(Analysis by Steven Hao)
We first present a naive algorithm that recursively iterates through all nodes.
Below is Python code implementing this naive algorithm, which we will soon optimize.
import sys def ask(cur): print cur sys.stdout.flush() return [int(_) for _ in raw_input().split()] def count(cur): # count size of subtree at cur if cur == 0: return 0 a, b = ask(cur) rgt = count(b) lft = count(a) return 1 + lft + rgt ans = count(1) print 'Answer %d' % ans
Of course, with , this code is too slow!
We will make an optimization that makes use of the fact , where and are the size of the left and right subtree of (as used in the above code).
We do not need to compute from scratch; we merely need to compute it given that it is either or .
In other words, we evaluate .
When computing , we use the same approach as before: compute the size of the left subtree of and the right subtree of (which we shall again name and ), then evaluate to find the size of the subtree at .
In general, if , then and . This is very useful, as we know is either or .
If is even, then .
If is odd, then .
Knowing lets us recursively find , and vice versa -- . Overall, this means we only need to recurse once to count the size of a tree given that its size is one of two options.
Below is code implementing this optimization.
def countGiven(cur, x): # given ret = x or ret = x + 1, find ret if cur == 0: return 0 a, b = ask(cur) # lft + rgt = x - 1 or lft + rgt = x if x % 2 == 1: rgt = (x - 1) / 2 lft = countGiven(a, rgt) return 1 + lft + rgt else: lft = x / 2 rgt = countGiven(b, lft - 1) return 1 + lft + rgt def count(cur): # count size of subtree at cur if cur == 0: return 0 a, b = ask(cur) rgt = count(b) lft = countGiven(a, rgt) return 1 + lft + rgt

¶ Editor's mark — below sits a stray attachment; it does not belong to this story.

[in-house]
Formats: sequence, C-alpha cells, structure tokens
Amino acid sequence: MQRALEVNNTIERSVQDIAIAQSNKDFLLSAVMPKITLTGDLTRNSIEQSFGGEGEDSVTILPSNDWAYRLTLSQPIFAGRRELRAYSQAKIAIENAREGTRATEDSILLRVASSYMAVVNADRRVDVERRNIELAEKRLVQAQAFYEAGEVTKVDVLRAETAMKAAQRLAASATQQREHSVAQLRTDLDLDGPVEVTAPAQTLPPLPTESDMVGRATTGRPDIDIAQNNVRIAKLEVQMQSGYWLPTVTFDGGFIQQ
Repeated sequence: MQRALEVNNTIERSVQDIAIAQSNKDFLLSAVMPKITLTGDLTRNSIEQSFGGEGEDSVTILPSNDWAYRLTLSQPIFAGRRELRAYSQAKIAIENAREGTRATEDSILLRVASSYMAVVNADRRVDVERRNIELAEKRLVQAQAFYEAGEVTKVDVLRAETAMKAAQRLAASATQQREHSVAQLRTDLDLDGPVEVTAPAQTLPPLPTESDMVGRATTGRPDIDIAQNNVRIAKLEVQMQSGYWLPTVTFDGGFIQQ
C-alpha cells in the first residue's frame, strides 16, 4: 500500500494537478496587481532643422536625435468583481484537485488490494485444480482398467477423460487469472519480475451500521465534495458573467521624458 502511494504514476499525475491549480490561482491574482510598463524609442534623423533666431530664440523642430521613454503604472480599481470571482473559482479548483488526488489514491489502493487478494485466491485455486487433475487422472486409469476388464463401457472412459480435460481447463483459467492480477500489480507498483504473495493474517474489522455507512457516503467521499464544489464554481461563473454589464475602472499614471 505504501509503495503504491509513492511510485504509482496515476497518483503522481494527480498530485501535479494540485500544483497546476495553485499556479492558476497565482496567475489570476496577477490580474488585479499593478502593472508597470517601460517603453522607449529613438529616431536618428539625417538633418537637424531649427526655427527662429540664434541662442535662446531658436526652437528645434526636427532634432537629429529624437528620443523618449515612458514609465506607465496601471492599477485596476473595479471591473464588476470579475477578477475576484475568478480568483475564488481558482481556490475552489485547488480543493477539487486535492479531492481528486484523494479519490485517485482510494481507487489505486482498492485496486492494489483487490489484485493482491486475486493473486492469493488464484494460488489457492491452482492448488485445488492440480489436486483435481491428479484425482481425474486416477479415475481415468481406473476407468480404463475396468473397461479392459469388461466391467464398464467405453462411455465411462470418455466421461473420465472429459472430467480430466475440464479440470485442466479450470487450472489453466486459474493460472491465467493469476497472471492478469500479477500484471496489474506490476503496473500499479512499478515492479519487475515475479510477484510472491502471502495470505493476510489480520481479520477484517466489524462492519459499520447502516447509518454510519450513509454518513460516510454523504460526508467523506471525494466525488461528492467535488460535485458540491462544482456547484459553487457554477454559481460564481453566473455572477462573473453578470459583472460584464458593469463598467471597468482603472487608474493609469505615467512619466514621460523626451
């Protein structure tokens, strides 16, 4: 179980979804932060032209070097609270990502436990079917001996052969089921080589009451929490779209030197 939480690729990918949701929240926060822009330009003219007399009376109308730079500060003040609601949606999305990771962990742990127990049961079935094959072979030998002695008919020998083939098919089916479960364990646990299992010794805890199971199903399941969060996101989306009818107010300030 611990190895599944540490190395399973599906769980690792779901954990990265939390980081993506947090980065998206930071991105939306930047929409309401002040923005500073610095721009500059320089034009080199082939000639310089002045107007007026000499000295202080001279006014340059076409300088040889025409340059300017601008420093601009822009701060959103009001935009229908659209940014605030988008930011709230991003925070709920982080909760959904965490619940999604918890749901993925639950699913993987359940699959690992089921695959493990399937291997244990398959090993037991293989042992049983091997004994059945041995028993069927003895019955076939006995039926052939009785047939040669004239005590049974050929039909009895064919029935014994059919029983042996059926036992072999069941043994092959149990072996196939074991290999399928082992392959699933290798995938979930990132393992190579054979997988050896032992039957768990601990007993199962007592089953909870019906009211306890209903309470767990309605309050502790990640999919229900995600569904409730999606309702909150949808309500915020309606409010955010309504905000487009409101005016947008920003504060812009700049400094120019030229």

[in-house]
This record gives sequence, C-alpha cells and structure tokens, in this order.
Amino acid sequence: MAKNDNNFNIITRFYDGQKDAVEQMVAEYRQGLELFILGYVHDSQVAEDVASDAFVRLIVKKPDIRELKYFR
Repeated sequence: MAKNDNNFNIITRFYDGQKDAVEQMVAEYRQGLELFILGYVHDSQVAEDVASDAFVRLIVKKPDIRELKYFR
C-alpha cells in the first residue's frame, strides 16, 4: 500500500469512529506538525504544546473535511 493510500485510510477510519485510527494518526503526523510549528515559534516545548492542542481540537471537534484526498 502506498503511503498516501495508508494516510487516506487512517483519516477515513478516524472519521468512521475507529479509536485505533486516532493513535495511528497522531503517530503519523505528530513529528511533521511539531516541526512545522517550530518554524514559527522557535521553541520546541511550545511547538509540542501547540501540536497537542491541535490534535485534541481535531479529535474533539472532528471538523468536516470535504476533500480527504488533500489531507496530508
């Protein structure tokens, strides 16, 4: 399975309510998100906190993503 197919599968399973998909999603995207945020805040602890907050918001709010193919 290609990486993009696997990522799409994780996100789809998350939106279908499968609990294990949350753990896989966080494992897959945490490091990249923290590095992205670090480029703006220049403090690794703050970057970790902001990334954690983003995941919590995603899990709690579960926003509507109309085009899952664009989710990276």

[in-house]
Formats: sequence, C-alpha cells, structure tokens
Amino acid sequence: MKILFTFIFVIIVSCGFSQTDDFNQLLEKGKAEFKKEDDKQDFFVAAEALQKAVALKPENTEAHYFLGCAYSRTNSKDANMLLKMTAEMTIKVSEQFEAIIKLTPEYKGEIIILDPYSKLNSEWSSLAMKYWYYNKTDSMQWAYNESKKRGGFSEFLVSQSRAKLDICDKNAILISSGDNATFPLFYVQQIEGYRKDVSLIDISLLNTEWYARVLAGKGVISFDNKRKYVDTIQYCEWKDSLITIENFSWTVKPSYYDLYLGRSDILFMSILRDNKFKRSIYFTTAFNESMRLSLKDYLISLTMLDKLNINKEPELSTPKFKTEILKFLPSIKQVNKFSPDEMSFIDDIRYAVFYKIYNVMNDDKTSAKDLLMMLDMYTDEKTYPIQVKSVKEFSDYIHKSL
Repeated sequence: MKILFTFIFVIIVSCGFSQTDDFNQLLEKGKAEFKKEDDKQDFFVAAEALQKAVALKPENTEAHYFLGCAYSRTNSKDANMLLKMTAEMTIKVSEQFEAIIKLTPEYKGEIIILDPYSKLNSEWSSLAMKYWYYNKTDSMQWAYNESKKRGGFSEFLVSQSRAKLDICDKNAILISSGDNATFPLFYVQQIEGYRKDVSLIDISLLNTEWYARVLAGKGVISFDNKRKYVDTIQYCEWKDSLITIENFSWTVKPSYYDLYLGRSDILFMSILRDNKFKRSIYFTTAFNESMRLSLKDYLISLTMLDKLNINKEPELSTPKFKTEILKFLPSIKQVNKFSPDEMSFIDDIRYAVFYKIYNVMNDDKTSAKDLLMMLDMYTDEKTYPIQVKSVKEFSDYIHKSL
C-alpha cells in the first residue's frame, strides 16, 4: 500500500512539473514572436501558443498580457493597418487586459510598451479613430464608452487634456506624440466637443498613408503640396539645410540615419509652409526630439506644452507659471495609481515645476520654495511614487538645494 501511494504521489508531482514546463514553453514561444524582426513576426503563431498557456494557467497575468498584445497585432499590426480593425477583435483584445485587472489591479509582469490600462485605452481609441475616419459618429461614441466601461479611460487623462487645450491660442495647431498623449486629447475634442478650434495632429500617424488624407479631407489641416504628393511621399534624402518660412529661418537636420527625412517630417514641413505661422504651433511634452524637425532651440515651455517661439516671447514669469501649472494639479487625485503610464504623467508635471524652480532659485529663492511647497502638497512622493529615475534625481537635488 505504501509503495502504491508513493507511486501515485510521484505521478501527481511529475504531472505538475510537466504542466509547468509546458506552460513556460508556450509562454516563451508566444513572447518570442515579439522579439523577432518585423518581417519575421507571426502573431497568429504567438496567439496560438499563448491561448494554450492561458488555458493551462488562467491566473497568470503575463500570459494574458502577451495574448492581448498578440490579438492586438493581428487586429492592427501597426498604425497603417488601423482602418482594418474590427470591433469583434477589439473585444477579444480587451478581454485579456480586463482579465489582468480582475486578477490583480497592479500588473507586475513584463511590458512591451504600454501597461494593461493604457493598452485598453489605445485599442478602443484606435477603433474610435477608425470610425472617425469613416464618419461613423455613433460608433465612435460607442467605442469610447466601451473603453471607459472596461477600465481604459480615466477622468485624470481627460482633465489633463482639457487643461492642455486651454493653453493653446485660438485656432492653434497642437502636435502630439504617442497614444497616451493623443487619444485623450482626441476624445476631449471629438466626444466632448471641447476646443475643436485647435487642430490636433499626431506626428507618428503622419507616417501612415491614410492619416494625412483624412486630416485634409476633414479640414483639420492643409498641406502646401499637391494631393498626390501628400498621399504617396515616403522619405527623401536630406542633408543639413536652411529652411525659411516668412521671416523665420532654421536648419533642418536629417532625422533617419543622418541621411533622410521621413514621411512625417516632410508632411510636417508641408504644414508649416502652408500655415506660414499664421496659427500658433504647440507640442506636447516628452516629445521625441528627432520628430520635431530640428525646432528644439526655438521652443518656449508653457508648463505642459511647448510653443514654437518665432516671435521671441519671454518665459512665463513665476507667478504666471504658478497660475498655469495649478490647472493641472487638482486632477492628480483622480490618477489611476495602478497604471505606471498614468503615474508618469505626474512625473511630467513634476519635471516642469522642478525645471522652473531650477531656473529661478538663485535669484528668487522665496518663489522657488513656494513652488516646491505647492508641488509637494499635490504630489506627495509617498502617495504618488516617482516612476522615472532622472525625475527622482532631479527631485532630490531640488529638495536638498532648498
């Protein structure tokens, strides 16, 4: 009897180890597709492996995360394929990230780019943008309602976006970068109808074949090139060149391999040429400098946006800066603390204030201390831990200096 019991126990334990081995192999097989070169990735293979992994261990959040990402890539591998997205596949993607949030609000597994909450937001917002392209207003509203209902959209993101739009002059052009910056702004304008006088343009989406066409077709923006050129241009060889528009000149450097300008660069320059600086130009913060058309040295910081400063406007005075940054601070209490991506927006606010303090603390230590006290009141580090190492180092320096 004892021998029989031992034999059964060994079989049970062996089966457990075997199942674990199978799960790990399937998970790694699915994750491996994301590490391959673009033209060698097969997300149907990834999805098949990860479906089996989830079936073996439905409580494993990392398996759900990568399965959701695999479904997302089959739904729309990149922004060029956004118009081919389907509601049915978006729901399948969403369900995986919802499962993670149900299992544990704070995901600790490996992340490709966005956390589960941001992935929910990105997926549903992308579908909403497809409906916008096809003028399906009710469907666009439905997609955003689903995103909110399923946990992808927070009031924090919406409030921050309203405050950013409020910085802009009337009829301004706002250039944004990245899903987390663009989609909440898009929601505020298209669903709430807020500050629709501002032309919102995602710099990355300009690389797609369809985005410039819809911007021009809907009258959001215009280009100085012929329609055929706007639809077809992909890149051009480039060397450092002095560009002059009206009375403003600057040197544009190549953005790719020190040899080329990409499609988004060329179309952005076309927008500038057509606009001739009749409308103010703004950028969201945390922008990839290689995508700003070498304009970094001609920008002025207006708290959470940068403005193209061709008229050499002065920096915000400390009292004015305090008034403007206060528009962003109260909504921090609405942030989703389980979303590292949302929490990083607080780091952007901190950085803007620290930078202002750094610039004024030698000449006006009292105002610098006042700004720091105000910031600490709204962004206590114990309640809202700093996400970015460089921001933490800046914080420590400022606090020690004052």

We can analyze the number of queries this code makes -- we want it to be less than the allowed .
In the maximum case, . Then the height
The procedure is called once for each level. At a height , spawns a which makes queries, so overall, there are queries.
[Note from problem author: Trees of this sort are sometimes called "Braun trees" in the computing literature; they have a number of nice uses particularly in "functional" programming languages, since they are easy to manipulate in a recursive context. For example, to insert a new element in time while maintaining the balancing condition, we can just insert it recursively into our left subtree and then swap the left and right children of the root.]